Impact on Teacher Trainers: The CitizED organisation (which Davies helped to set up and of which he is currently Deputy Director) is a major vehicle for developing internationally academic clarity and influencing a professional consensus and disseminating research findings and ideas, in a form that led to direct impact on practices and professional thinking. Davies' research led directly to the development work with citizED funded by the Teacher Training Agency (TTA)/Teacher Development Agency (TDA). CitizED created extensively used web pages immediately accessed by people in over 40 countries), which make available reports from 67 workshops and conferences. These events brought together teacher trainers in England with researchers (including an Evidence for Policy and Practice Information and Co-ordinating Centre (EPPI-Centre) project), policy makers and community-based workers from around the world (UK, Canada, Hong Kong, Japan, Australia, USA). Using ideas from the research of Davies and others, papers, which continue to be widely used, were written by and for trainees (62 papers), teacher mentors (5 papers), and tutors (157 papers) on citizenship and how to teach it in Initial Teacher Training (ITT), Continuing Professional Development (CPD) and in schools. Liam Gearon was appointed by the funder (TTA/TDA) to assess the CitizED Project and he wrote that "The CitizED Project ... is a major innovation in citizenship education which has provided strong leadership in the field of curriculum development... and research in teacher education in England. It is a beacon of good practice throughout the United Kingdom and internationally.... [It has been of] greatest service to the community of initial teacher education and training through the network of PGCE and other postgraduate courses in citizenship (either as an individual course of training, or combined with another subject, or on advanced Master's level courses)" (source Gearon, p.24).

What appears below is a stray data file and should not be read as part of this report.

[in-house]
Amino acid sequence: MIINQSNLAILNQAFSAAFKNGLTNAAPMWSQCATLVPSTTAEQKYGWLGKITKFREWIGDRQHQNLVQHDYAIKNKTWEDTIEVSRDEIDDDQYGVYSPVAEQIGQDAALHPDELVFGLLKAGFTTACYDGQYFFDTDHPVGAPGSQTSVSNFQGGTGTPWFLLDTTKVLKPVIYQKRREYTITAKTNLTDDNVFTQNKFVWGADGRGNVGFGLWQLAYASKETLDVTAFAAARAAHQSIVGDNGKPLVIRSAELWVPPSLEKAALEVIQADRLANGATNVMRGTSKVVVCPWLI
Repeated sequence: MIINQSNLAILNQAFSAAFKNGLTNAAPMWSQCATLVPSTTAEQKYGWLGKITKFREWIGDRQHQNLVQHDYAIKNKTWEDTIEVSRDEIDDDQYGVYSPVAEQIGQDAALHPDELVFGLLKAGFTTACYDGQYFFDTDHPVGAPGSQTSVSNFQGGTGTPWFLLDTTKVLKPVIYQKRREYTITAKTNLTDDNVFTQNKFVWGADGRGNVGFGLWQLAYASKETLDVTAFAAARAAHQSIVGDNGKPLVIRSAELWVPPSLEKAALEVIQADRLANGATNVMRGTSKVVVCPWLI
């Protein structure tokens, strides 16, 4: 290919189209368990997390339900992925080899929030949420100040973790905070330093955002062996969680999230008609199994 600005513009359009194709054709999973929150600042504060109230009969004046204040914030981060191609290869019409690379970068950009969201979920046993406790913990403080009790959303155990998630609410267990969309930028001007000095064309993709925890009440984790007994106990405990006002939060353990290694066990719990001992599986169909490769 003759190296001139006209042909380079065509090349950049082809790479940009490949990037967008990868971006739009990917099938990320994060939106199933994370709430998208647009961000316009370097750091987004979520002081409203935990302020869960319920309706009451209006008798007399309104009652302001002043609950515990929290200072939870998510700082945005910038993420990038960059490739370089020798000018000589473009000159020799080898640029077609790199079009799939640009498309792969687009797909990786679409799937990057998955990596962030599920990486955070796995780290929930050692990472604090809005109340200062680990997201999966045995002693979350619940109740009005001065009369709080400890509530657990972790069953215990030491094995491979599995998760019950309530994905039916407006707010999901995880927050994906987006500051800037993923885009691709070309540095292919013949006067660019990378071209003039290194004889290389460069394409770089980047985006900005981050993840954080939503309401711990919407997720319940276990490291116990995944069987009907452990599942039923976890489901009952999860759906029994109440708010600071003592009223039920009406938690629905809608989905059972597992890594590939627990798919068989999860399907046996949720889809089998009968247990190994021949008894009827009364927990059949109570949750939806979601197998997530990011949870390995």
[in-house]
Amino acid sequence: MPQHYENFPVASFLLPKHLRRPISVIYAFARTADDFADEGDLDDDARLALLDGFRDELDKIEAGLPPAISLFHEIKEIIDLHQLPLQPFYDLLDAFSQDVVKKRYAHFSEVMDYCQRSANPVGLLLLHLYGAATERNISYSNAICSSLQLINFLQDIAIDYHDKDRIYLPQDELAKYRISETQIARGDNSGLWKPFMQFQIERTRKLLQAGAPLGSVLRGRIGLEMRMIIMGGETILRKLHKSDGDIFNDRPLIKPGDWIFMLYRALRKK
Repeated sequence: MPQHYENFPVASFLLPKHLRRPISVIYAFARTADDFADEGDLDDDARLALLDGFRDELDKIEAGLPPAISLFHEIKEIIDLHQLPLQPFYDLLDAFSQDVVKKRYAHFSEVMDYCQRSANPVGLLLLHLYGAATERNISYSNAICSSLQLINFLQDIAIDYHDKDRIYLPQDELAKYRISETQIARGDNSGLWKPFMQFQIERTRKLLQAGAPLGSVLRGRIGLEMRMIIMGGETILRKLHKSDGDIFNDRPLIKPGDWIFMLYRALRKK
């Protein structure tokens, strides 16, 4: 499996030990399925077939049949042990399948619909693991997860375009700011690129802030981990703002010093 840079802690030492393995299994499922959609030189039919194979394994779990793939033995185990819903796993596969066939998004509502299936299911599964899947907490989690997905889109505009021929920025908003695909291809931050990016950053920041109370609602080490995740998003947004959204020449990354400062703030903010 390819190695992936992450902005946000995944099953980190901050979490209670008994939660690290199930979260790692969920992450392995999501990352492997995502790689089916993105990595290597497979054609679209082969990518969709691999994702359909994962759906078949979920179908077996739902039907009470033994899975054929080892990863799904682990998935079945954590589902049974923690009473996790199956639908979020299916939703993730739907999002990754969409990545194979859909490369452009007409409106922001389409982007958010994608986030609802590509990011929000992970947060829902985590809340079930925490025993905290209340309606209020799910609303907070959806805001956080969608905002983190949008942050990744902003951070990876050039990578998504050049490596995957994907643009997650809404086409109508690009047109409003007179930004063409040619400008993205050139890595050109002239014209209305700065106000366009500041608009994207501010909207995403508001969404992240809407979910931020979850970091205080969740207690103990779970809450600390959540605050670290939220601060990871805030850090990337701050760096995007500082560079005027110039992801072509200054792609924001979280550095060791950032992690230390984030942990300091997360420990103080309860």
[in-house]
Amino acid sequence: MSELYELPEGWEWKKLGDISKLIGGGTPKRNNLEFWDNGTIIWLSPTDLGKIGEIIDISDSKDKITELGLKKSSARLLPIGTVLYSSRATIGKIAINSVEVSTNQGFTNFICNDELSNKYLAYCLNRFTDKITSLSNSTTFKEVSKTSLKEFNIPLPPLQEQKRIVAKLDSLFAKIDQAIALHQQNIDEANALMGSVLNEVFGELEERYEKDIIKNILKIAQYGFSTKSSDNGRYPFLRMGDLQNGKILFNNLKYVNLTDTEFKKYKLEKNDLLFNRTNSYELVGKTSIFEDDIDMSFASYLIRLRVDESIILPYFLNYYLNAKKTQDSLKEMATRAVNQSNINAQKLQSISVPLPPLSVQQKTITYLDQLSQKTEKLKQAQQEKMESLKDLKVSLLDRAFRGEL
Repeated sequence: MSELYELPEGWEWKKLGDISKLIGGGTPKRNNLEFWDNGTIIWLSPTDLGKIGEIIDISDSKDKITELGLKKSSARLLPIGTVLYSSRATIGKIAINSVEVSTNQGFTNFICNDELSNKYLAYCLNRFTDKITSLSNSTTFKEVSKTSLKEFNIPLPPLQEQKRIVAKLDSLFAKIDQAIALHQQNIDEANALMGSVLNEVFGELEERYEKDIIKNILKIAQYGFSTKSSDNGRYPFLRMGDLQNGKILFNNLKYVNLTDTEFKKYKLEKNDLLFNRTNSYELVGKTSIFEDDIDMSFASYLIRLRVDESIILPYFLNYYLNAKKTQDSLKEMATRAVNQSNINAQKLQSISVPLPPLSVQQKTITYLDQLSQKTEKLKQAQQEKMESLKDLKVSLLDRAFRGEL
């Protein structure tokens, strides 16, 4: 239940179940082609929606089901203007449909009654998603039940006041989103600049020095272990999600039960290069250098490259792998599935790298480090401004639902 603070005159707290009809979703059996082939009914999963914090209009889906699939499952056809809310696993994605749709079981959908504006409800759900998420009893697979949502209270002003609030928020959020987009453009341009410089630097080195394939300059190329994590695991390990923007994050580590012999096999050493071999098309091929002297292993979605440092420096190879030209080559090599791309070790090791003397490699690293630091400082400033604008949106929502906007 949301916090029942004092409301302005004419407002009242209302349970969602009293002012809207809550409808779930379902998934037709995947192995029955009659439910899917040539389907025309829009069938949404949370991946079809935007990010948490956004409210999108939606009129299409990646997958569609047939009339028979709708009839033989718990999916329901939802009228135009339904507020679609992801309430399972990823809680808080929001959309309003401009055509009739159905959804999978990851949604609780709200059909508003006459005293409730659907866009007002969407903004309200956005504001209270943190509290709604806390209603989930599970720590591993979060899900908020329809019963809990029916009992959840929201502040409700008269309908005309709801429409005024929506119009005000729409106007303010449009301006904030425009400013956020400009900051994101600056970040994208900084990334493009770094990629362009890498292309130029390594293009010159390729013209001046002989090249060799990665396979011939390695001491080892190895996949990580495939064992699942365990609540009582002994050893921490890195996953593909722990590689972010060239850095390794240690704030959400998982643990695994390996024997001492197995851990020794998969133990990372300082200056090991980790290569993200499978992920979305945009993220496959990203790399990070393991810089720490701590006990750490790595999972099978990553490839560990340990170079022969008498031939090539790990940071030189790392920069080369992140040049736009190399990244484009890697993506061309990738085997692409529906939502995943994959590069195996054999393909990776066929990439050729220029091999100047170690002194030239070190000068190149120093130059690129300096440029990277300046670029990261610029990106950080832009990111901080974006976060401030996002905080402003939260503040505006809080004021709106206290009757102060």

There are a large number of resources available for teacher trainers on the citizEd web pages ( These resources are used within teacher education programmes and by teachers. Peterson states that "the citizED network has underpinned the work of all teacher educators for citizenship education in the UK (and indeed elsewhere in the world)... In particular the Tutor Induction Packs written by Professor Davies were utilised to help support colleagues new to citizenship education". Professor Ikeno (Japan) has written of 3 new courses since 2009 for secondary teachers in Hiroshima University that are influenced by Davies' research. Davies was founding (and current) editor of the journal Citizenship Teaching and Learning. Gearon recognised it as an "excellent resource for practitioners, researchers and practitioner-researchers" (source Gearon, p. 16).